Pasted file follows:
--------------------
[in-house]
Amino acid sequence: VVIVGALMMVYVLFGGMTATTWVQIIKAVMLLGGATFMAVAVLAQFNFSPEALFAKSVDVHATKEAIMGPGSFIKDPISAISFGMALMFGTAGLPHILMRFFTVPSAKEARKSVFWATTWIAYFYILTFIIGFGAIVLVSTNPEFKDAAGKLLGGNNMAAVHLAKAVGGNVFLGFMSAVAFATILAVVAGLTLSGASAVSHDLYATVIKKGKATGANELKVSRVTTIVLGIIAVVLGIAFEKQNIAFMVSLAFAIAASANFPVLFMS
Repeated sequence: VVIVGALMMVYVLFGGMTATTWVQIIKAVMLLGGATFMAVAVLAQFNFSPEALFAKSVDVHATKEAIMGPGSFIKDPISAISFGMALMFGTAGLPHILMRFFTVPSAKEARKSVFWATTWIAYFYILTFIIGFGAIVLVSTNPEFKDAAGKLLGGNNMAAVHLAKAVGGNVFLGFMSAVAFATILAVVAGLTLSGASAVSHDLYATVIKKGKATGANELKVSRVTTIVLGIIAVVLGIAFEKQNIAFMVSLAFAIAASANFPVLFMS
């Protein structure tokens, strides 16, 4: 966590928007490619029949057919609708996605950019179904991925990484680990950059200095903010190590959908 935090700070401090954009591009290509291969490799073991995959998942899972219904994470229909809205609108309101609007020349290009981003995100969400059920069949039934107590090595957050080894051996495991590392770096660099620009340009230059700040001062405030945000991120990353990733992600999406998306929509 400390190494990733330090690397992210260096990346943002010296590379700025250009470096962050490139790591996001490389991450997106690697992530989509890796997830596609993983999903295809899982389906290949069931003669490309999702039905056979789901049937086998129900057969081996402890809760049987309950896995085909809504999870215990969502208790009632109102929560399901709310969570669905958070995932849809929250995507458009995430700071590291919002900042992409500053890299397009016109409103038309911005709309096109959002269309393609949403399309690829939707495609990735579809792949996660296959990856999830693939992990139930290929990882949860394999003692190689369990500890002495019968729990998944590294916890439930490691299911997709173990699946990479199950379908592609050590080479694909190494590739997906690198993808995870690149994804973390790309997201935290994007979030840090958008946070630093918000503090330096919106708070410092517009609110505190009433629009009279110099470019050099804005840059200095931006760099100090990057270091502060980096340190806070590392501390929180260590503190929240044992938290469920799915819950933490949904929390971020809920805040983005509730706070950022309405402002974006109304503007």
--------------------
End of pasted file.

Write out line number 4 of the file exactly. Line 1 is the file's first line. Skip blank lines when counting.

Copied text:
């Protein structure tokens, strides 16, 4: 966590928007490619029949057919609708996605950019179904991925990484680990950059200095903010190590959908 935090700070401090954009591009290509291969490799073991995959998942899972219904994470229909809205609108309101609007020349290009981003995100969400059920069949039934107590090595957050080894051996495991590392770096660099620009340009230059700040001062405030945000991120990353990733992600999406998306929509 400390190494990733330090690397992210260096990346943002010296590379700025250009470096962050490139790591996001490389991450997106690697992530989509890796997830596609993983999903295809899982389906290949069931003669490309999702039905056979789901049937086998129900057969081996402890809760049987309950896995085909809504999870215990969502208790009632109102929560399901709310969570669905958070995932849809929250995507458009995430700071590291919002900042992409500053890299397009016109409103038309911005709309096109959002269309393609949403399309690829939707495609990735579809792949996660296959990856999830693939992990139930290929990882949860394999003692190689369990500890002495019968729990998944590294916890439930490691299911997709173990699946990479199950379908592609050590080479694909190494590739997906690198993808995870690149994804973390790309997201935290994007979030840090958008946070630093918000503090330096919106708070410092517009609110505190009433629009009279110099470019050099804005840059200095931006760099100090990057270091502060980096340190806070590392501390929180260590503190929240044992938290469920799915819950933490949904929390971020809920805040983005509730706070950022309405402002974006109304503007």